Monday, May 17, 2010


The weather forecast had me all geared up for a big rainy weekend, but after a stormy Friday, it ended up being fairly nice. That was probably for the best, as the book I had set aside as the perfect read for that kind of weekend turned out to be a huge disappointment.

It was one of those that seemed to be in the format I was describing last week, with a framing story where someone is tracking down the "real" story, only I didn't get far enough into it to find out just how it would have ended up working. I was loving the framing story, and that got me very intrigued, but then we switched to the "real" story, and the first-person narrator there was gratingly annoying. You know there's a problem when you find yourself sassing back to the narrator. It went something like this:

NARRATOR: I am so #*%( edgy. Do you know how #(%)$* edgy I am? Did you notice that I swore five times in the first #$*#& paragraph? I also smoke and get really drunk and even drive drunk, and I go home with a total stranger for hot, twisted sex. And I'm a chick doing all these typically male things. Pretty #$*%*& edgy, don't you think?
ME: I don't know, it sounds more like a kid working way too hard to look cool. I bet you've got a "Honk if You Love Unicorns" bumper sticker on your car and have The Sound of Music memorized.
NARRATOR: $#*%($&* you! Okay, how's this: I'm mired in self-loathing. Everyone else thinks I'm some kind of #*%&# genius, but I think my work is @*#*# and they're all stupid for not realizing that.
ME: So, you're a misunderstood artist because no one gets how lame you really are? Would it make you feel better if I thought you were totally lame?
NARRATOR: Well, I'm so mired in self-loathing that I went off to an isolated place to get away from everyone.
ME: I bet they were grateful. But the isolated place sounds promising. The cover did say this was a fantasy novel, though it was vague on what, exactly, the fantasy element would be. What is it? Is the house haunted? Is there a portal to hell in the basement? A genuine fairy ring in the back yard? A passage to Narnia in the hall closet? Heck, at this point, I'd even be glad if a vampire or werewolf showed up, just as long as you didn't fall obsessively in love with it. After all, we're on page 60 of a fantasy novel, and nothing has actually happened, so let's bring on the magic!
NARRATOR: First I have to tell you about my last failed relationship and how it drove me to needing professional help, plus my terrible creative block.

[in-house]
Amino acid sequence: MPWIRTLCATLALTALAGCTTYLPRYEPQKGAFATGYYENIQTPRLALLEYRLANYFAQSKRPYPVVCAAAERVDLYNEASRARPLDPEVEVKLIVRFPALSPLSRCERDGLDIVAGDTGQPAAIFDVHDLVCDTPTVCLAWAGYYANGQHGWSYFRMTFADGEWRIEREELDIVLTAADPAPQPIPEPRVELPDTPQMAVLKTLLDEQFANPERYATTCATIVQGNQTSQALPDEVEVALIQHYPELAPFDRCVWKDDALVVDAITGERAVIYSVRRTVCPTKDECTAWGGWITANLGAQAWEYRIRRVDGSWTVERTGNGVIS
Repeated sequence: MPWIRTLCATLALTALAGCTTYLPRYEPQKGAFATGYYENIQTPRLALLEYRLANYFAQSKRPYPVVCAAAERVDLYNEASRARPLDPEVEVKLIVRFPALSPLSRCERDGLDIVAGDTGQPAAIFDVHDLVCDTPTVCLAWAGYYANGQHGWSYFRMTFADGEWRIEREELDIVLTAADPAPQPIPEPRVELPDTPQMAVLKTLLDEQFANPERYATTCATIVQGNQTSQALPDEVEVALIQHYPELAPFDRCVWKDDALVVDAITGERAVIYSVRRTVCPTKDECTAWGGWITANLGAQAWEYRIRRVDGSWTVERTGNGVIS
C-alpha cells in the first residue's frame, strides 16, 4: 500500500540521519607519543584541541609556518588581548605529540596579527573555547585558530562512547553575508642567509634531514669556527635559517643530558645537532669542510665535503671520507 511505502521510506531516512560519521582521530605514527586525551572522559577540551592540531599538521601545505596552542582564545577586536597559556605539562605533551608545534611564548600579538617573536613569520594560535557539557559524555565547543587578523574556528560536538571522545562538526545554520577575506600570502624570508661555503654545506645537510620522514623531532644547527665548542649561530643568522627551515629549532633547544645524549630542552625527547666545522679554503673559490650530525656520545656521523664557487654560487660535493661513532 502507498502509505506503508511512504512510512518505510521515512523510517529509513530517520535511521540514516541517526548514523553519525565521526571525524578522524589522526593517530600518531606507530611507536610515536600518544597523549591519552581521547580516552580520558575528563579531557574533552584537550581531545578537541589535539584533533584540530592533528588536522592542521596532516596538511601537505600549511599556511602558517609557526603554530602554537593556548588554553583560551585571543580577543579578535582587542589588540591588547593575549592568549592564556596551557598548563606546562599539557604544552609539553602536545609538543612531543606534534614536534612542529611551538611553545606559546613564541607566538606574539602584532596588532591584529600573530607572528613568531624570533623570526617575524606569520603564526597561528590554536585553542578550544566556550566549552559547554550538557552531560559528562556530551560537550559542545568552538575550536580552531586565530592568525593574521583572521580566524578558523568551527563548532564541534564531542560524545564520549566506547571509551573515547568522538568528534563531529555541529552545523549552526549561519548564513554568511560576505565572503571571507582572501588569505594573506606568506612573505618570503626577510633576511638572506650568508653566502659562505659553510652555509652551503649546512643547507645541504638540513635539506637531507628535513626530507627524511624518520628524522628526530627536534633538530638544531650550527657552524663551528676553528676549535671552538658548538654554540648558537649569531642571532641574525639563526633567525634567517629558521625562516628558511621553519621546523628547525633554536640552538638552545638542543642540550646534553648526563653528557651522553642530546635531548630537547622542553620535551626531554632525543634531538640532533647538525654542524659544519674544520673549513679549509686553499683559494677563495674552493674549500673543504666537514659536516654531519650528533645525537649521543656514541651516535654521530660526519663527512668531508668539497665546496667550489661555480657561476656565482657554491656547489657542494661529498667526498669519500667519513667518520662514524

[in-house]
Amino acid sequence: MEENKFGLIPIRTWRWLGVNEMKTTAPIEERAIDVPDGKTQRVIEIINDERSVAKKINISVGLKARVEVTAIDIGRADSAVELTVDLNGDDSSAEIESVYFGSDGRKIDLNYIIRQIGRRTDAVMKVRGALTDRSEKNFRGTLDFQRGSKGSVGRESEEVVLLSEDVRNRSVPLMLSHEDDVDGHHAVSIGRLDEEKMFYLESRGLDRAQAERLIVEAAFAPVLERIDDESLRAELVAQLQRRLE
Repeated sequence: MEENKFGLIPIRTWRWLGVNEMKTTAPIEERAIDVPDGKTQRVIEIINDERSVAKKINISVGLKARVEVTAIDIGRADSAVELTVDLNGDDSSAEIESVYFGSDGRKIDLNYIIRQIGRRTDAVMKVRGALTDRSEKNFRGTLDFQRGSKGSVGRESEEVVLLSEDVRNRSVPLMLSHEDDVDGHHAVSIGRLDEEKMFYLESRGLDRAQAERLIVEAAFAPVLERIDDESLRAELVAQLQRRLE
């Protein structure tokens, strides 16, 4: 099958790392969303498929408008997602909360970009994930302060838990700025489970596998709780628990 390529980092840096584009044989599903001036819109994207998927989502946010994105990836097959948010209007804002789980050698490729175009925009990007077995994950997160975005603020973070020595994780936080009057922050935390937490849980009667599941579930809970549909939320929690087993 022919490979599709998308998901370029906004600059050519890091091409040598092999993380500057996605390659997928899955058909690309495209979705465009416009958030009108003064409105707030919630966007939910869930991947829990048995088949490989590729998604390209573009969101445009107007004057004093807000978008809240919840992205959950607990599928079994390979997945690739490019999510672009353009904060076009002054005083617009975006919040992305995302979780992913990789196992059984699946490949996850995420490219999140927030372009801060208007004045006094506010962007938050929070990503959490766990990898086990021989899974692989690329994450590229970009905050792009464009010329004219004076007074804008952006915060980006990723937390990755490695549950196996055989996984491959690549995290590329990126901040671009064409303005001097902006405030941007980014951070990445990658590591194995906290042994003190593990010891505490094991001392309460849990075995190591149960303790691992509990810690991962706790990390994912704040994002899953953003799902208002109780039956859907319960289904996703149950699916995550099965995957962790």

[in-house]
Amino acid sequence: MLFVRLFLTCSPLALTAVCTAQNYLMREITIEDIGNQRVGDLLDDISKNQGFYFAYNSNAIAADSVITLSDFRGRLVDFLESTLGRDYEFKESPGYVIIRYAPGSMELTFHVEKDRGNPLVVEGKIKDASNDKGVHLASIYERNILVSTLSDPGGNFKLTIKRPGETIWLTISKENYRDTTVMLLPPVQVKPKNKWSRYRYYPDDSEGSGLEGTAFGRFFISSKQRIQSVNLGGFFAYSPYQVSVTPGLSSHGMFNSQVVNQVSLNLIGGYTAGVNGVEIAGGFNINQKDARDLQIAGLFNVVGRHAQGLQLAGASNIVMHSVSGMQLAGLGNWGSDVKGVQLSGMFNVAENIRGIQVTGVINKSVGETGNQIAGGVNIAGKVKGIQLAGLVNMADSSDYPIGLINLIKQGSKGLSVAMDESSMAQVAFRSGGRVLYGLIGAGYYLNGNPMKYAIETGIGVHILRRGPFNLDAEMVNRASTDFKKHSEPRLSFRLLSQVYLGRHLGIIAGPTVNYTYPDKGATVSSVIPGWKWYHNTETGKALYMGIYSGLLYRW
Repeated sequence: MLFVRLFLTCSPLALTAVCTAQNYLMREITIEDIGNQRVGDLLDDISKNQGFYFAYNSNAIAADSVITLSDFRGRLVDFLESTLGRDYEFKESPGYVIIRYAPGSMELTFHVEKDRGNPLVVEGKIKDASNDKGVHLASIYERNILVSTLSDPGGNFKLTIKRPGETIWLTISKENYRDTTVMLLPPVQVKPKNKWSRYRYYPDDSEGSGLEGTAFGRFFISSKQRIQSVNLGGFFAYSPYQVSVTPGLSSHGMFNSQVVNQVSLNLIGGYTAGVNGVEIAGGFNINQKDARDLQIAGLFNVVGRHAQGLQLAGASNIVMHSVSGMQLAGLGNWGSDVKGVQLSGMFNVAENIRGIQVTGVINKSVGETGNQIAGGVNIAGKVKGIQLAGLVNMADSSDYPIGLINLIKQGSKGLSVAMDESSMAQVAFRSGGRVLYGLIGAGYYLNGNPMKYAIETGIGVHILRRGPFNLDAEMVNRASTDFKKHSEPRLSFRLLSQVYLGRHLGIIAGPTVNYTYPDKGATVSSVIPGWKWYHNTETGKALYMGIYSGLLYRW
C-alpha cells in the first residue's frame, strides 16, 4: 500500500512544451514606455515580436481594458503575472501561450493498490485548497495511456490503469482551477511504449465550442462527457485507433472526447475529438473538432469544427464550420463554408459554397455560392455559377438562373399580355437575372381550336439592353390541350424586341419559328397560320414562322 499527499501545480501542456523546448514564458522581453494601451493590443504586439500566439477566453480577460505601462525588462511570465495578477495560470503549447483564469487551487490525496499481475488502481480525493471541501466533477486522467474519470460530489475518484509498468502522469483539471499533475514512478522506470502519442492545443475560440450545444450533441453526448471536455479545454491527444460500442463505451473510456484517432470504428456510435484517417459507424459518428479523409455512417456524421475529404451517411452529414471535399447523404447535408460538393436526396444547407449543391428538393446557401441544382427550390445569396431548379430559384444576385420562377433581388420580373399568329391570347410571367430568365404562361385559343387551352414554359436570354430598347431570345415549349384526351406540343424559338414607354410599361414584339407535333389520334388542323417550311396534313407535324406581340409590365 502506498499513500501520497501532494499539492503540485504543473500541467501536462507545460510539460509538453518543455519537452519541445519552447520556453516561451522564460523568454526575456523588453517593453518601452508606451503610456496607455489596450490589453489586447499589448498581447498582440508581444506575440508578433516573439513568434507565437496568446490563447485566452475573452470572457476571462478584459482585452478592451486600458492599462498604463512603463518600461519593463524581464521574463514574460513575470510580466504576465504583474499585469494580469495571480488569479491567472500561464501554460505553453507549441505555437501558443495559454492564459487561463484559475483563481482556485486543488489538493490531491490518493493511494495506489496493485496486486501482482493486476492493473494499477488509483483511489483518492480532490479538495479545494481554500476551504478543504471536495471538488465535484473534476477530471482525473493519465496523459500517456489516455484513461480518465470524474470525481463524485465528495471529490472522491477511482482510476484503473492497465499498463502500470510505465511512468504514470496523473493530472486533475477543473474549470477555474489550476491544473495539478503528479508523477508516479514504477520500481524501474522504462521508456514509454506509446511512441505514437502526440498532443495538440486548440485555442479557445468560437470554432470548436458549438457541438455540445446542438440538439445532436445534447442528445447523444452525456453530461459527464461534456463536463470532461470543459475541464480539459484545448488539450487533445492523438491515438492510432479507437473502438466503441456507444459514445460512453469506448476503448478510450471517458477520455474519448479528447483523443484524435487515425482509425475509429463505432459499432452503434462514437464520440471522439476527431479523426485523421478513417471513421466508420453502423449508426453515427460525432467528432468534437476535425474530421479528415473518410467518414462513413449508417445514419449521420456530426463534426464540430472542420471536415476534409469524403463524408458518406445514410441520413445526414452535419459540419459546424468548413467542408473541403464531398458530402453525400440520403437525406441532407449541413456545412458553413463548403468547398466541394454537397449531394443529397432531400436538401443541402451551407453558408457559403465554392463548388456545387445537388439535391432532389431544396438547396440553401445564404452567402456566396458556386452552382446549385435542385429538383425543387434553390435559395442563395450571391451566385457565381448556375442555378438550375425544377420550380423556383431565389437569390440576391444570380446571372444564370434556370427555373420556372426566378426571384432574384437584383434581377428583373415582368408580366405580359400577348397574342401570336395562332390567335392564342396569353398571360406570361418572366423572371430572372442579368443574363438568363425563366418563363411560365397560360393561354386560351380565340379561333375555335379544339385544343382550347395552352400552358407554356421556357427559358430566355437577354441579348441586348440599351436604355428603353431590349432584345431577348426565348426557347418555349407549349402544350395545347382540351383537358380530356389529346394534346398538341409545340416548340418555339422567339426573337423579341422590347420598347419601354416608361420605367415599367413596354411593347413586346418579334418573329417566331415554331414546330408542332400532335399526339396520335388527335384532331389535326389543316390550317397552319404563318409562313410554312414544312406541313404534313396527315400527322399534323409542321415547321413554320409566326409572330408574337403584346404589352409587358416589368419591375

ME: Back to the library with you! And I'd better resist the urge to write nasty letters to the authors who gave glowing endorsement blurbs on the cover. Though now that I think about it, none of those blurbs actually said the book was good. They were more along the lines of "the author knows how to put words together." I'll have to remember that one if anyone ever asks me to blurb another book.

I think the one thing I dislike about current trends in what the industry is calling "urban fantasy" (aside from the onslaught of angsty, sexy vampires) is this idea that the heroine has to be some kind of edgy, tough chick who drinks, smokes, swears and has meaningless sex, like there's no way a non-smoking, non-drinking, non-swearing person could possibly be tough enough to fight the bad guys (though wouldn't you think that the non-smoker, non-drinker might be in better physical condition?). It seems to be that there's no room for a heroine who can't be depicted in the generic urban fantasy book cover -- the tough, brooding-looking chick wearing low-slung black pants (preferably leather) and with maybe a tattoo or two. It does make me wonder what the fate of the book I'm working on will be -- my heroine may not swear, smoke or drink, and she wears pastel florals, but she could probably reduce most of these tough urban fantasy chicks to tears with a couple of well-chosen words, and she's in the kind of physical condition where she could also probably beat them up, if she has to move beyond words. It will be interesting to see what the publishing world's reaction to this book will be. Will it be seen as refreshingly different or as not fitting into any of their pre-conceived boxes?

Assuming that the issue isn't with quality, I suppose. Today I start the "major surgery" on this book, rewriting the parts that need serious changing and deleting the scenes that don't really belong anymore.

Meanwhile, what I was hoping that book I tried to read would be has sparked an idea for something to work on down the line.


Chicory said...

Now, I'd like to read a story about someone with `honk if you love unicorns' on their bumper sticker. :) I have only a select few urban fantasy authors that I read.

I suppose I'm a minority, not being a tough girl AT ALL, but why aren't there any urban fantasies with heroines who secretly watches old Disney movies between saving the world? Or who own macaroni art from their pre-school niece?
That sort of detail would go a lot farther toward characterization in my book than swearing. Plus, the contrast would be that much greater between the heroine's normal world and the monster-ridden places where she fights evil.

Carradee said...

*laughs* Nice post! ^_^

I, too, wonder if my heroine might be deemed not "edgy" enough for the 'urban fantasy' genre. I hope yours gets thought refreshing, because I wanna read it!

And you've made me realize: I should figure out what kind of movies she likes. Hm. That means I'm gonna have to actually watch some movies. *gag*. But thanks.

I often like the idea of urban fantasy more than I usually like the execution. Sometimes I want to smack some sense into the characters, and sometimes I'm scratching my head and wondering if a popular author has really missed that plot hole, or if it's something that's intended to be handled in later books.

I love your commentary to the narrator's sass, though. ^_^ I'm marking that in my blog reader.